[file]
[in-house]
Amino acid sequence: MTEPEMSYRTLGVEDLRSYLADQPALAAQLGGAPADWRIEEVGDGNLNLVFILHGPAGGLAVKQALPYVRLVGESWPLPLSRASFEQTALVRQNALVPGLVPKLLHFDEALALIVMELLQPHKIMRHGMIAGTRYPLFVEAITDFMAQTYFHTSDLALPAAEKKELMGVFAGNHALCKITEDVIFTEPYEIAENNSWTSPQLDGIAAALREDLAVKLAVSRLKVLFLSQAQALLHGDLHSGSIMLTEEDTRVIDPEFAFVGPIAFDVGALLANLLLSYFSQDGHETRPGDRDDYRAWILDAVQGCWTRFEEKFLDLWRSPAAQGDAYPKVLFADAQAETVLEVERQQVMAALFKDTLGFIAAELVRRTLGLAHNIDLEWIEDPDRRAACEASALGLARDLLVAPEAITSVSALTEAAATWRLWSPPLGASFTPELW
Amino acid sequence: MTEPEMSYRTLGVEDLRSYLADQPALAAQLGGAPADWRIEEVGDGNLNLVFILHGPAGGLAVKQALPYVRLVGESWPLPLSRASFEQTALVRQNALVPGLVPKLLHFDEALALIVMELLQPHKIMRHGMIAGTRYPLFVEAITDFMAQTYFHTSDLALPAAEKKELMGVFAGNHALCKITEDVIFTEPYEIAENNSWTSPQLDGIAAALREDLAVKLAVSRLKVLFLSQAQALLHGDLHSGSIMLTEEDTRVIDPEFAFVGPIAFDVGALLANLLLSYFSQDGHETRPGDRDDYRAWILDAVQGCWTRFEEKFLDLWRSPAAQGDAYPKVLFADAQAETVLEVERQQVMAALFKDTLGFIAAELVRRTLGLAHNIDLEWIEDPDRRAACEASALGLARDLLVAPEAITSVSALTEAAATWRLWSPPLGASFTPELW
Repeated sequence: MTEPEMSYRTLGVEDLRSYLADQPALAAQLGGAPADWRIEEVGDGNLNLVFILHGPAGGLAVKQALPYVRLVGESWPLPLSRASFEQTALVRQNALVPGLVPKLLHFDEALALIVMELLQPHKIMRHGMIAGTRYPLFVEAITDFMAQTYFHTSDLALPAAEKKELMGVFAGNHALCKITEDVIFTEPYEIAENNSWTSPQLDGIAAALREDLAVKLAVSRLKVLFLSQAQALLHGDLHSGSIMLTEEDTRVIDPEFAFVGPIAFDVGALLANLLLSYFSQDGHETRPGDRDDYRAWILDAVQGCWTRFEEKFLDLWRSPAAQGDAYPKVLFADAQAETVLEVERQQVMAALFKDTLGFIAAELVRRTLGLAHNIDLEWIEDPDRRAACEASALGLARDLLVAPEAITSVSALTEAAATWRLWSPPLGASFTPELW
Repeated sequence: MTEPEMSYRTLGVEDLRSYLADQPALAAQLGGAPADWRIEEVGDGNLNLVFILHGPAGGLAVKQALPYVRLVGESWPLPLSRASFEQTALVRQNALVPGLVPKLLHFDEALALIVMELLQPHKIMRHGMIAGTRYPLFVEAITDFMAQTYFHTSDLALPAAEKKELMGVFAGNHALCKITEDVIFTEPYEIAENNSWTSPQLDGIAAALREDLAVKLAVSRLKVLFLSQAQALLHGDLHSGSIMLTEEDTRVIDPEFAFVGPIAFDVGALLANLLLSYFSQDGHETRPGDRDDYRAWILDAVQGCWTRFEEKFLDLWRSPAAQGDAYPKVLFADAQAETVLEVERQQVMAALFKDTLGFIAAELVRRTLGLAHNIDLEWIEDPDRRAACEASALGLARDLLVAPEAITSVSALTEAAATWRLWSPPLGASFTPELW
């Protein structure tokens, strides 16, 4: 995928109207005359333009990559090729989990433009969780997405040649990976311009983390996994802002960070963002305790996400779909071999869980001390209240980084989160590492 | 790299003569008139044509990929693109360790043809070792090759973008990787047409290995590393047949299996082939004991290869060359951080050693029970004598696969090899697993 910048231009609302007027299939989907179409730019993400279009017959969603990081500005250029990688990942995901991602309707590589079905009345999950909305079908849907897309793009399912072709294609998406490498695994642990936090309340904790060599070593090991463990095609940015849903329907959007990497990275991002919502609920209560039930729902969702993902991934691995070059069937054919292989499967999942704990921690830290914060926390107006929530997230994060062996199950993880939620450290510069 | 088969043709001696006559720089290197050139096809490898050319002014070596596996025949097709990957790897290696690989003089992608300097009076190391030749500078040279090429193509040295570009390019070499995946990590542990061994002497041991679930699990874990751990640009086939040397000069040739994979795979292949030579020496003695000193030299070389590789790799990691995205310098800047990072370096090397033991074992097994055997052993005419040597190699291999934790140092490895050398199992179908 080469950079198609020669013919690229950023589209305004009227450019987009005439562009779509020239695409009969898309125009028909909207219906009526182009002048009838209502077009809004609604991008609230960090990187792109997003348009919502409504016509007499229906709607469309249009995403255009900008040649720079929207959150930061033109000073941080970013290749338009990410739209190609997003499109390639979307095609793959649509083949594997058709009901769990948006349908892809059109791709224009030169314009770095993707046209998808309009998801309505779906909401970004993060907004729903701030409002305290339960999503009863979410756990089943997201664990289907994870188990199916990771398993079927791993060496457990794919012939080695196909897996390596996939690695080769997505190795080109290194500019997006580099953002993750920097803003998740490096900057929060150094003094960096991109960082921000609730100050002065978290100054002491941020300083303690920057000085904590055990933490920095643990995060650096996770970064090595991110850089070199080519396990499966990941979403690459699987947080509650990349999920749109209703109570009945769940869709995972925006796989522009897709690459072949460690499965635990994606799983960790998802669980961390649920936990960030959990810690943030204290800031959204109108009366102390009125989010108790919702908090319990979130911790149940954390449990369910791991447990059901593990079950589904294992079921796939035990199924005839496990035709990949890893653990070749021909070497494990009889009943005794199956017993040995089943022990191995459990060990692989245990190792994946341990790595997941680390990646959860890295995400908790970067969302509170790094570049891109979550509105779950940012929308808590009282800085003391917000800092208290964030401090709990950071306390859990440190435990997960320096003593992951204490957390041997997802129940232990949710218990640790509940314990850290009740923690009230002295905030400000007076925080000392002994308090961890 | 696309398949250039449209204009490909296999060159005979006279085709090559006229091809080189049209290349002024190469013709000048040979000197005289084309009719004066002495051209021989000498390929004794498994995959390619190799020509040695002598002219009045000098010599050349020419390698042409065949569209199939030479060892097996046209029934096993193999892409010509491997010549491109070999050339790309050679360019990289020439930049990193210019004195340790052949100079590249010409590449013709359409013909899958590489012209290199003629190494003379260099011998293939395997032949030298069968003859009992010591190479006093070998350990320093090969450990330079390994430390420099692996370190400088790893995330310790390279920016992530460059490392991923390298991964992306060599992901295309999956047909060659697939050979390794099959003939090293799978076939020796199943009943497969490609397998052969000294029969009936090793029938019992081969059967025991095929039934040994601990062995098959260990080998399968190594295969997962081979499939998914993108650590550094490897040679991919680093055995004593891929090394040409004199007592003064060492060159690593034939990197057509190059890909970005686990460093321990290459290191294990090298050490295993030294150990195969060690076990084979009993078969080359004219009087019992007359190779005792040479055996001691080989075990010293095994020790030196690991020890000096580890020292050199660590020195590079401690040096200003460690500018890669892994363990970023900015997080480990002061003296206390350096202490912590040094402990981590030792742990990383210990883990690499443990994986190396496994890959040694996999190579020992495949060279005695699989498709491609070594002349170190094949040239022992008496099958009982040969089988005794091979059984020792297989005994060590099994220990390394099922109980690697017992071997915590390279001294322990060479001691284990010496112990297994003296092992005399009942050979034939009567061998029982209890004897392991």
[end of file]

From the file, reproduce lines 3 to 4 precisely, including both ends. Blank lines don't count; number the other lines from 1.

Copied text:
Amino acid sequence: MTEPEMSYRTLGVEDLRSYLADQPALAAQLGGAPADWRIEEVGDGNLNLVFILHGPAGGLAVKQALPYVRLVGESWPLPLSRASFEQTALVRQNALVPGLVPKLLHFDEALALIVMELLQPHKIMRHGMIAGTRYPLFVEAITDFMAQTYFHTSDLALPAAEKKELMGVFAGNHALCKITEDVIFTEPYEIAENNSWTSPQLDGIAAALREDLAVKLAVSRLKVLFLSQAQALLHGDLHSGSIMLTEEDTRVIDPEFAFVGPIAFDVGALLANLLLSYFSQDGHETRPGDRDDYRAWILDAVQGCWTRFEEKFLDLWRSPAAQGDAYPKVLFADAQAETVLEVERQQVMAALFKDTLGFIAAELVRRTLGLAHNIDLEWIEDPDRRAACEASALGLARDLLVAPEAITSVSALTEAAATWRLWSPPLGASFTPELW
Repeated sequence: MTEPEMSYRTLGVEDLRSYLADQPALAAQLGGAPADWRIEEVGDGNLNLVFILHGPAGGLAVKQALPYVRLVGESWPLPLSRASFEQTALVRQNALVPGLVPKLLHFDEALALIVMELLQPHKIMRHGMIAGTRYPLFVEAITDFMAQTYFHTSDLALPAAEKKELMGVFAGNHALCKITEDVIFTEPYEIAENNSWTSPQLDGIAAALREDLAVKLAVSRLKVLFLSQAQALLHGDLHSGSIMLTEEDTRVIDPEFAFVGPIAFDVGALLANLLLSYFSQDGHETRPGDRDDYRAWILDAVQGCWTRFEEKFLDLWRSPAAQGDAYPKVLFADAQAETVLEVERQQVMAALFKDTLGFIAAELVRRTLGLAHNIDLEWIEDPDRRAACEASALGLARDLLVAPEAITSVSALTEAAATWRLWSPPLGASFTPELW